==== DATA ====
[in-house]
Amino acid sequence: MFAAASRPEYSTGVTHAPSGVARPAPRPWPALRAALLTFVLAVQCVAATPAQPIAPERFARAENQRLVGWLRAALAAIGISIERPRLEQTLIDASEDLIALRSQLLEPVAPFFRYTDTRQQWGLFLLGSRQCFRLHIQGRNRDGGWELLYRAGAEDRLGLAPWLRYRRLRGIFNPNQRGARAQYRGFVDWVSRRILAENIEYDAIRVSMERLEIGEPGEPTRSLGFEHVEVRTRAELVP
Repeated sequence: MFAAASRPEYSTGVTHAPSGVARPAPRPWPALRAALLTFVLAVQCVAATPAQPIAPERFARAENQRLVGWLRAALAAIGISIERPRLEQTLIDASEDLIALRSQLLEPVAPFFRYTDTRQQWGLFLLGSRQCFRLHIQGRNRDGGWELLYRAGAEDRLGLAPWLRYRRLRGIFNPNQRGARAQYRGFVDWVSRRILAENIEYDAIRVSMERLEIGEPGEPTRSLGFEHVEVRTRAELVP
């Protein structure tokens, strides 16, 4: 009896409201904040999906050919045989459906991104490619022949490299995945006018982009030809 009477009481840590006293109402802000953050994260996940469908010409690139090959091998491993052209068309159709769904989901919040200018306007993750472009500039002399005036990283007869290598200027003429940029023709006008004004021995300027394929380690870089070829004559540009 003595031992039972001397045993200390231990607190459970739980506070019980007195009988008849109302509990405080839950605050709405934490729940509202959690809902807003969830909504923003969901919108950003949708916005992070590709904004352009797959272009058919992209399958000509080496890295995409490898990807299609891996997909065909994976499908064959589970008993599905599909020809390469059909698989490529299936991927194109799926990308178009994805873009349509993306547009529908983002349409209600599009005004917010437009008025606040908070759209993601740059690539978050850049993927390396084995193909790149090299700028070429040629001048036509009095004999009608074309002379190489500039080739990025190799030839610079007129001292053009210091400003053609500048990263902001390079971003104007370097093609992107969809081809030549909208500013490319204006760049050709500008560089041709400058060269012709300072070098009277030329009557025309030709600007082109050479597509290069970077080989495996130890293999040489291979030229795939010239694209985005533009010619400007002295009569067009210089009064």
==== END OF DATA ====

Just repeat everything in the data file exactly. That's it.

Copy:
[in-house]
Amino acid sequence: MFAAASRPEYSTGVTHAPSGVARPAPRPWPALRAALLTFVLAVQCVAATPAQPIAPERFARAENQRLVGWLRAALAAIGISIERPRLEQTLIDASEDLIALRSQLLEPVAPFFRYTDTRQQWGLFLLGSRQCFRLHIQGRNRDGGWELLYRAGAEDRLGLAPWLRYRRLRGIFNPNQRGARAQYRGFVDWVSRRILAENIEYDAIRVSMERLEIGEPGEPTRSLGFEHVEVRTRAELVP
Repeated sequence: MFAAASRPEYSTGVTHAPSGVARPAPRPWPALRAALLTFVLAVQCVAATPAQPIAPERFARAENQRLVGWLRAALAAIGISIERPRLEQTLIDASEDLIALRSQLLEPVAPFFRYTDTRQQWGLFLLGSRQCFRLHIQGRNRDGGWELLYRAGAEDRLGLAPWLRYRRLRGIFNPNQRGARAQYRGFVDWVSRRILAENIEYDAIRVSMERLEIGEPGEPTRSLGFEHVEVRTRAELVP
């Protein structure tokens, strides 16, 4: 009896409201904040999906050919045989459906991104490619022949490299995945006018982009030809 009477009481840590006293109402802000953050994260996940469908010409690139090959091998491993052209068309159709769904989901919040200018306007993750472009500039002399005036990283007869290598200027003429940029023709006008004004021995300027394929380690870089070829004559540009 003595031992039972001397045993200390231990607190459970739980506070019980007195009988008849109302509990405080839950605050709405934490729940509202959690809902807003969830909504923003969901919108950003949708916005992070590709904004352009797959272009058919992209399958000509080496890295995409490898990807299609891996997909065909994976499908064959589970008993599905599909020809390469059909698989490529299936991927194109799926990308178009994805873009349509993306547009529908983002349409209600599009005004917010437009008025606040908070759209993601740059690539978050850049993927390396084995193909790149090299700028070429040629001048036509009095004999009608074309002379190489500039080739990025190799030839610079007129001292053009210091400003053609500048990263902001390079971003104007370097093609992107969809081809030549909208500013490319204006760049050709500008560089041709400058060269012709300072070098009277030329009557025309030709600007082109050479597509290069970077080989495996130890293999040489291979030229795939010239694209985005533009010619400007002295009569067009210089009064």